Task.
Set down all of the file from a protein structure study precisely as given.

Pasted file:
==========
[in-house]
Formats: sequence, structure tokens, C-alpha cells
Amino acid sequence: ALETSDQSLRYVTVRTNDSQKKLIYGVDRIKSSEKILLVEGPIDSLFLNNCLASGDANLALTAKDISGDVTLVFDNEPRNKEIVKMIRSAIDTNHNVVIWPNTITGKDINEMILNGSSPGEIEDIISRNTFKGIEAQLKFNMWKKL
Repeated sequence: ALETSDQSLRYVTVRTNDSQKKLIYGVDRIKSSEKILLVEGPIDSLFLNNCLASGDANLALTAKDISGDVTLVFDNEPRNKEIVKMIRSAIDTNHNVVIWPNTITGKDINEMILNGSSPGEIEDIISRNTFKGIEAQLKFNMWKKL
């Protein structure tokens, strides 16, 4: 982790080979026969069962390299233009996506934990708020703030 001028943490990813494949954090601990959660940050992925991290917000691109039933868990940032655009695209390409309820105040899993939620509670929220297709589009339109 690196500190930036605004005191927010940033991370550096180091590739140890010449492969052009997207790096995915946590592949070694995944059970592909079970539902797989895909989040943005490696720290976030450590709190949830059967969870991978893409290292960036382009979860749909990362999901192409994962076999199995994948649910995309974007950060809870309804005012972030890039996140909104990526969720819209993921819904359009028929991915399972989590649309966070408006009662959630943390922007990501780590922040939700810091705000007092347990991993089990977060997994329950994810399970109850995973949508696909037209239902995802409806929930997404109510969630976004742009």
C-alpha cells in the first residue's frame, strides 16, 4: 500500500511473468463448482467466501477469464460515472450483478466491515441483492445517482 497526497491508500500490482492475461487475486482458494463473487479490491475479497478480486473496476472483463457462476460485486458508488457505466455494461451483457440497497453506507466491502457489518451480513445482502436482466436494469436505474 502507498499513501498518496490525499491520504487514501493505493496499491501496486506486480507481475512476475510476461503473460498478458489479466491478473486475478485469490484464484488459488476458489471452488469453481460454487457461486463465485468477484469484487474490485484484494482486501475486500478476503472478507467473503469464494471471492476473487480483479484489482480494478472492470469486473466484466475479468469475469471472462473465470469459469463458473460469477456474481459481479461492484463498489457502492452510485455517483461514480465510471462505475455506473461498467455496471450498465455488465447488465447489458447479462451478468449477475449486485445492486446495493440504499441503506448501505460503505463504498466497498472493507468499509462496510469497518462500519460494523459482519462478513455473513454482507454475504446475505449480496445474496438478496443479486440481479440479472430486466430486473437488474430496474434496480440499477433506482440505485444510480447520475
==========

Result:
[in-house]
Formats: sequence, structure tokens, C-alpha cells
Amino acid sequence: ALETSDQSLRYVTVRTNDSQKKLIYGVDRIKSSEKILLVEGPIDSLFLNNCLASGDANLALTAKDISGDVTLVFDNEPRNKEIVKMIRSAIDTNHNVVIWPNTITGKDINEMILNGSSPGEIEDIISRNTFKGIEAQLKFNMWKKL
Repeated sequence: ALETSDQSLRYVTVRTNDSQKKLIYGVDRIKSSEKILLVEGPIDSLFLNNCLASGDANLALTAKDISGDVTLVFDNEPRNKEIVKMIRSAIDTNHNVVIWPNTITGKDINEMILNGSSPGEIEDIISRNTFKGIEAQLKFNMWKKL
């Protein structure tokens, strides 16, 4: 982790080979026969069962390299233009996506934990708020703030 001028943490990813494949954090601990959660940050992925991290917000691109039933868990940032655009695209390409309820105040899993939620509670929220297709589009339109 690196500190930036605004005191927010940033991370550096180091590739140890010449492969052009997207790096995915946590592949070694995944059970592909079970539902797989895909989040943005490696720290976030450590709190949830059967969870991978893409290292960036382009979860749909990362999901192409994962076999199995994948649910995309974007950060809870309804005012972030890039996140909104990526969720819209993921819904359009028929991915399972989590649309966070408006009662959630943390922007990501780590922040939700810091705000007092347990991993089990977060997994329950994810399970109850995973949508696909037209239902995802409806929930997404109510969630976004742009």
C-alpha cells in the first residue's frame, strides 16, 4: 500500500511473468463448482467466501477469464460515472450483478466491515441483492445517482 497526497491508500500490482492475461487475486482458494463473487479490491475479497478480486473496476472483463457462476460485486458508488457505466455494461451483457440497497453506507466491502457489518451480513445482502436482466436494469436505474 502507498499513501498518496490525499491520504487514501493505493496499491501496486506486480507481475512476475510476461503473460498478458489479466491478473486475478485469490484464484488459488476458489471452488469453481460454487457461486463465485468477484469484487474490485484484494482486501475486500478476503472478507467473503469464494471471492476473487480483479484489482480494478472492470469486473466484466475479468469475469471472462473465470469459469463458473460469477456474481459481479461492484463498489457502492452510485455517483461514480465510471462505475455506473461498467455496471450498465455488465447488465447489458447479462451478468449477475449486485445492486446495493440504499441503506448501505460503505463504498466497498472493507468499509462496510469497518462500519460494523459482519462478513455473513454482507454475504446475505449480496445474496438478496443479486440481479440479472430486466430486473437488474430496474434496480440499477433506482440505485444510480447520475